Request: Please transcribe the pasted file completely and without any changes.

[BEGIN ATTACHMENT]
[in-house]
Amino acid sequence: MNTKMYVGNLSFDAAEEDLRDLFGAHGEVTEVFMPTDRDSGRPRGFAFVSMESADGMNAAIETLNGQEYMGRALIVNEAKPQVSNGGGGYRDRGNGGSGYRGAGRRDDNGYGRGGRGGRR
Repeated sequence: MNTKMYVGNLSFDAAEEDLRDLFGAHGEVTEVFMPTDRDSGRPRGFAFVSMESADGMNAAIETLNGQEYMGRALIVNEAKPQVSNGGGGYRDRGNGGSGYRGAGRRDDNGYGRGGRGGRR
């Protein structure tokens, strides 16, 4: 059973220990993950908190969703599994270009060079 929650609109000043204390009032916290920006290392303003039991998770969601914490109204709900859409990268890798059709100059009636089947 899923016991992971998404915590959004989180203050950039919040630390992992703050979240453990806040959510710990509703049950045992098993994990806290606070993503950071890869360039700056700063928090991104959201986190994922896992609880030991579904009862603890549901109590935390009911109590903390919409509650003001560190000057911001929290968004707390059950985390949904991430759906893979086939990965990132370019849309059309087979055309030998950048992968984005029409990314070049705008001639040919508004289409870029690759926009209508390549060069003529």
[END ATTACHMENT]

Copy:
[in-house]
Amino acid sequence: MNTKMYVGNLSFDAAEEDLRDLFGAHGEVTEVFMPTDRDSGRPRGFAFVSMESADGMNAAIETLNGQEYMGRALIVNEAKPQVSNGGGGYRDRGNGGSGYRGAGRRDDNGYGRGGRGGRR
Repeated sequence: MNTKMYVGNLSFDAAEEDLRDLFGAHGEVTEVFMPTDRDSGRPRGFAFVSMESADGMNAAIETLNGQEYMGRALIVNEAKPQVSNGGGGYRDRGNGGSGYRGAGRRDDNGYGRGGRGGRR
């Protein structure tokens, strides 16, 4: 059973220990993950908190969703599994270009060079 929650609109000043204390009032916290920006290392303003039991998770969601914490109204709900859409990268890798059709100059009636089947 899923016991992971998404915590959004989180203050950039919040630390992992703050979240453990806040959510710990509703049950045992098993994990806290606070993503950071890869360039700056700063928090991104959201986190994922896992609880030991579904009862603890549901109590935390009911109590903390919409509650003001560190000057911001929290968004707390059950985390949904991430759906893979086939990965990132370019849309059309087979055309030998950048992968984005029409990314070049705008001639040919508004289409870029690759926009209508390549060069003529």